The Weekend Word
The Seventh Seal and the Golden Censer
1 When the Lamb opened the seventh seal, there was silence in heaven for about half an hour.
- The 7th seal is the consummation of all things.
- Isn’t this amazing that now in the midst of great tribulation (ch 6) we have silence breaking out. We had all of the worship and praise in ch 7 and now silence for 30 minutes.
- The 4 living creatures that praise God all the time (ch 4), the white robed multitude that worships God day and night in his temple (ch 7), the millions of angels worshipping him before his throne (7:11).
- And now they are all silent for 30 minutes.
- This is not a strange occurrence – Zech 2:13 – “Be silent, all flesh, before the Lord, for he has roused himself from his holy dwelling.”
- Habakkuk 2:20 – “But the Lord is in his holy temple; let all the earth keep silence before him.”
2 Then I saw the seven angels who stand before God, and seven trumpets were given to them.
- Who are these 7 angels? Here, we must look beyond Scripture to Jewish tradition as recorded in the Jewish apocalyptic writings to identify this group of seven angels. Fortunately, when we do, they are easily identified as the “seven archangels of God.” Two of these archangels are mentioned in Scripture: Gabriel and Michael. The other five names we find in the Jewish apocalyptic writings: Suruel, Raphael, Raguel, Saraqael, and Uriel (Google 1 Enoch 19:1-3, 20:1-7; Tobit 12:12-15).
- The 7th seal opens and the 7 trumpets come forth.
3 And another angel came and stood at the altar with a golden censer, and he was given much incense to offer with the prayers of all the saints on the golden altar before the throne,
- In the Christian life, everything stops for the prayers of the saints. Could it be that the silence was so the prayers could be heard?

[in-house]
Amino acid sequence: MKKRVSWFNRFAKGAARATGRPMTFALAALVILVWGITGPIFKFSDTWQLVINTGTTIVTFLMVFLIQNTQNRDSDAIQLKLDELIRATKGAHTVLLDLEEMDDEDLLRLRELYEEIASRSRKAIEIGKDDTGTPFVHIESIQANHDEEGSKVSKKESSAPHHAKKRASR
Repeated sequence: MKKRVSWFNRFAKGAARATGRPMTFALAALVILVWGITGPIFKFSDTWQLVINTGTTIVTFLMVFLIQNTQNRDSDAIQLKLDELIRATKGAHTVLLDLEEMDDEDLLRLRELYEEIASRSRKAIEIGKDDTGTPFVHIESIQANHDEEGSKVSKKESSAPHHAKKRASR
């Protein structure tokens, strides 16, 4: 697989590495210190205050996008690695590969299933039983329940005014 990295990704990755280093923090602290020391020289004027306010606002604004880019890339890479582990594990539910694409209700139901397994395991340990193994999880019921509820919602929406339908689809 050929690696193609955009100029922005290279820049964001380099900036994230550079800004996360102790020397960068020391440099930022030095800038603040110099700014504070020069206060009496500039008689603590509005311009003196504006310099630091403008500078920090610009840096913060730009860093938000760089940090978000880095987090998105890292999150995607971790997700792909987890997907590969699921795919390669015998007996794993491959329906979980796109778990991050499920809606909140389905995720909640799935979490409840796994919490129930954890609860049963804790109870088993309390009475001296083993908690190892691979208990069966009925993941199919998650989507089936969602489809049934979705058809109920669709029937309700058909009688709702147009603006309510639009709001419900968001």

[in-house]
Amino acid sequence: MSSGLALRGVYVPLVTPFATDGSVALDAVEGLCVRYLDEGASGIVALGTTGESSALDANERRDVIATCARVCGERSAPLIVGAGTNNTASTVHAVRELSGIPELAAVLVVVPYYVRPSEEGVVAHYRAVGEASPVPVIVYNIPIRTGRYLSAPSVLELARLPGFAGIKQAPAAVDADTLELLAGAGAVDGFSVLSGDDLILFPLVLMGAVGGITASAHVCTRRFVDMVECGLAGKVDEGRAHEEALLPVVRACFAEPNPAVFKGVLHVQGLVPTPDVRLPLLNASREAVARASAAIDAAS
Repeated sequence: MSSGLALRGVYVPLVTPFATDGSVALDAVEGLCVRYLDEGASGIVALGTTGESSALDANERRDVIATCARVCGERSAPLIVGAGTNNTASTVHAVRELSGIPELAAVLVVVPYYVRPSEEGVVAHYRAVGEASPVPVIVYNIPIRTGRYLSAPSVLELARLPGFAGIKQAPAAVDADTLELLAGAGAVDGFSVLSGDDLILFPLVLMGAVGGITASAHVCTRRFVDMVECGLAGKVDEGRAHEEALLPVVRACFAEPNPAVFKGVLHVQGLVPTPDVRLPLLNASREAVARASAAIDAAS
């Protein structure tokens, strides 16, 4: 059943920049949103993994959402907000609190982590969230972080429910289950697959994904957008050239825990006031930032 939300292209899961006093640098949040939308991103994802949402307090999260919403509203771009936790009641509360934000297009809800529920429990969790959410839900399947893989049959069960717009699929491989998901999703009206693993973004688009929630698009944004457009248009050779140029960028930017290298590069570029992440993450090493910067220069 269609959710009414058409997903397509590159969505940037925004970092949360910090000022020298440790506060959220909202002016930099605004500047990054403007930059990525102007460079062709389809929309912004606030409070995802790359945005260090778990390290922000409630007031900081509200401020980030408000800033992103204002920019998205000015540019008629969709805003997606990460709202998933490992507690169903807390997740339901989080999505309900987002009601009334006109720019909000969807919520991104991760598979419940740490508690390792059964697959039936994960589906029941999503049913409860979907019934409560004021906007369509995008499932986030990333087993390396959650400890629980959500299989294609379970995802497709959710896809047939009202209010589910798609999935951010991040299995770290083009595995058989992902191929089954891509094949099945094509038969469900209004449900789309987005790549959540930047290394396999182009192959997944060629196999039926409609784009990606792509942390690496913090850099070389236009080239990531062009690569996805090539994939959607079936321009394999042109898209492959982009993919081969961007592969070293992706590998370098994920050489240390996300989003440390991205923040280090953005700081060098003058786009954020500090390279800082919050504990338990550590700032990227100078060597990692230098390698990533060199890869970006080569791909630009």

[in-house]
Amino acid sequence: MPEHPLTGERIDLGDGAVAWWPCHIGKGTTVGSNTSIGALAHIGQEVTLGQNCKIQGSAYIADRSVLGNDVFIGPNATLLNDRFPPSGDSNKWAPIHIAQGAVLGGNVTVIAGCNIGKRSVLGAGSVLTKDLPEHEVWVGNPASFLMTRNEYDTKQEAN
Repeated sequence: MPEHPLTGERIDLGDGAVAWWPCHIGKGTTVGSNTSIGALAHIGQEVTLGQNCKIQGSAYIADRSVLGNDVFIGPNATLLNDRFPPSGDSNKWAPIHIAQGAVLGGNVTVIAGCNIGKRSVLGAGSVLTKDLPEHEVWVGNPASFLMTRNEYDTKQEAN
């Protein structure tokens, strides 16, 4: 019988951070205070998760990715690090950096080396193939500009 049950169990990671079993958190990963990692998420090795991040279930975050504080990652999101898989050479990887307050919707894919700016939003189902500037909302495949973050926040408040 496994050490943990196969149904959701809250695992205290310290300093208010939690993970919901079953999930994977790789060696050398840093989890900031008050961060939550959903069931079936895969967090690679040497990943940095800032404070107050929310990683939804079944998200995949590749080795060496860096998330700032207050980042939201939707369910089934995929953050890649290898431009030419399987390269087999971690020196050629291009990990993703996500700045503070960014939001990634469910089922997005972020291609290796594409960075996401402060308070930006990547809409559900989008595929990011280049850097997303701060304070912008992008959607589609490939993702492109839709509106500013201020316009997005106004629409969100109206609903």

- It’s like in the Divine Worship Service at the beginning we say “In peace let us pray to the Lord, Lord have mercy.” And then we offer all these prayers for the people on the earth and the church in the world – because the Lord is coming. “When you come Lord, have mercy.”
- And he does come – in his word – and he does come in his baptism – and he does come in his supper.
- And when he comes in his last days, this is what we say before we take communion “Lamb of God who takes away the sin of the world, have mercy upon us.
- This is what is happening here in Chapter 8.
- The incense – in the liturgy we say “let our prayers rise for you as incense.”
4 and the smoke of the incense, with the prayers of the saints, rose before God from the hand of the angel.
- Note that it does not say that our prayers rise like incense – they rise on their own with the incense.
- Again, in the Divine Worship Service we pray for the whole church of God – for all the people, for the dying, for those who are grieving, for those who have authority over us. We pray for peace in the world, we pray for our families, our missionaries and our seminaries.
- It seems that in times of great tribulation that many want to seek relief in religious conferences – to find the new strategy. But the true church coming out of this tribulation stops and prays. The church rests in the shelter of the Lord.
- Note also in Acts 2 the disciples devoted themselves to the prayers.